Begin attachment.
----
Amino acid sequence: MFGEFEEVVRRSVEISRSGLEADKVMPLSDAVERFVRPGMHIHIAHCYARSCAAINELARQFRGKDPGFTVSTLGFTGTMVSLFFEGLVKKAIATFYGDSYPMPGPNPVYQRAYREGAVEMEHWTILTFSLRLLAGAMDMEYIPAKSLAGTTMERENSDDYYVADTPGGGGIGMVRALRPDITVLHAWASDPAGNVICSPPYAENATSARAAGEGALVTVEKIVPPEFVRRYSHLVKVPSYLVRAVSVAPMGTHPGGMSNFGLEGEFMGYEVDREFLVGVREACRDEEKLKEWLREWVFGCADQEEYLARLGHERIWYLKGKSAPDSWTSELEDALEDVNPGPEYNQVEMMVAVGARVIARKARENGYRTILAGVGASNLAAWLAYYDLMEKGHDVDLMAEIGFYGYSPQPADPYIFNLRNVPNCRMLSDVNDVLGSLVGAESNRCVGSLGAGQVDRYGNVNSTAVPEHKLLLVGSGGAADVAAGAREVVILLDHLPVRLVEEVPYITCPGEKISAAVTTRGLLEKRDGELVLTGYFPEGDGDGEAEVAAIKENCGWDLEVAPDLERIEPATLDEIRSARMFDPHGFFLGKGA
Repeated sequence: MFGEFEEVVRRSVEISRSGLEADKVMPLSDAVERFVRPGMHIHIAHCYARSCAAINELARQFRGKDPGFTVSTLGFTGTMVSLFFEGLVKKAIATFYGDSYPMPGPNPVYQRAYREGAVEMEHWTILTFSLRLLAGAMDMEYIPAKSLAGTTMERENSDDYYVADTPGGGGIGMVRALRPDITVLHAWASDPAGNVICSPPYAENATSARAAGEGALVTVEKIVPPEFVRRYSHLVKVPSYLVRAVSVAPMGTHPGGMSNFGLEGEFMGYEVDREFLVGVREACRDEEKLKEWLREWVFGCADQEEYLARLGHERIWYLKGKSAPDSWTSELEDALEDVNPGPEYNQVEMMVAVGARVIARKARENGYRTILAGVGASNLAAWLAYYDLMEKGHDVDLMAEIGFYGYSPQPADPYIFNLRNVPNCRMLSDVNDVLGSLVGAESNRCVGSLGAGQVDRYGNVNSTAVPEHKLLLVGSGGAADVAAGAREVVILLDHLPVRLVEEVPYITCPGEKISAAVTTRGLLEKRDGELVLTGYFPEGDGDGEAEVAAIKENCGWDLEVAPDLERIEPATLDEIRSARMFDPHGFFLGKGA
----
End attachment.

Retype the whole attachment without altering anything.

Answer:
Amino acid sequence: MFGEFEEVVRRSVEISRSGLEADKVMPLSDAVERFVRPGMHIHIAHCYARSCAAINELARQFRGKDPGFTVSTLGFTGTMVSLFFEGLVKKAIATFYGDSYPMPGPNPVYQRAYREGAVEMEHWTILTFSLRLLAGAMDMEYIPAKSLAGTTMERENSDDYYVADTPGGGGIGMVRALRPDITVLHAWASDPAGNVICSPPYAENATSARAAGEGALVTVEKIVPPEFVRRYSHLVKVPSYLVRAVSVAPMGTHPGGMSNFGLEGEFMGYEVDREFLVGVREACRDEEKLKEWLREWVFGCADQEEYLARLGHERIWYLKGKSAPDSWTSELEDALEDVNPGPEYNQVEMMVAVGARVIARKARENGYRTILAGVGASNLAAWLAYYDLMEKGHDVDLMAEIGFYGYSPQPADPYIFNLRNVPNCRMLSDVNDVLGSLVGAESNRCVGSLGAGQVDRYGNVNSTAVPEHKLLLVGSGGAADVAAGAREVVILLDHLPVRLVEEVPYITCPGEKISAAVTTRGLLEKRDGELVLTGYFPEGDGDGEAEVAAIKENCGWDLEVAPDLERIEPATLDEIRSARMFDPHGFFLGKGA
Repeated sequence: MFGEFEEVVRRSVEISRSGLEADKVMPLSDAVERFVRPGMHIHIAHCYARSCAAINELARQFRGKDPGFTVSTLGFTGTMVSLFFEGLVKKAIATFYGDSYPMPGPNPVYQRAYREGAVEMEHWTILTFSLRLLAGAMDMEYIPAKSLAGTTMERENSDDYYVADTPGGGGIGMVRALRPDITVLHAWASDPAGNVICSPPYAENATSARAAGEGALVTVEKIVPPEFVRRYSHLVKVPSYLVRAVSVAPMGTHPGGMSNFGLEGEFMGYEVDREFLVGVREACRDEEKLKEWLREWVFGCADQEEYLARLGHERIWYLKGKSAPDSWTSELEDALEDVNPGPEYNQVEMMVAVGARVIARKARENGYRTILAGVGASNLAAWLAYYDLMEKGHDVDLMAEIGFYGYSPQPADPYIFNLRNVPNCRMLSDVNDVLGSLVGAESNRCVGSLGAGQVDRYGNVNSTAVPEHKLLLVGSGGAADVAAGAREVVILLDHLPVRLVEEVPYITCPGEKISAAVTTRGLLEKRDGELVLTGYFPEGDGDGEAEVAAIKENCGWDLEVAPDLERIEPATLDEIRSARMFDPHGFFLGKGA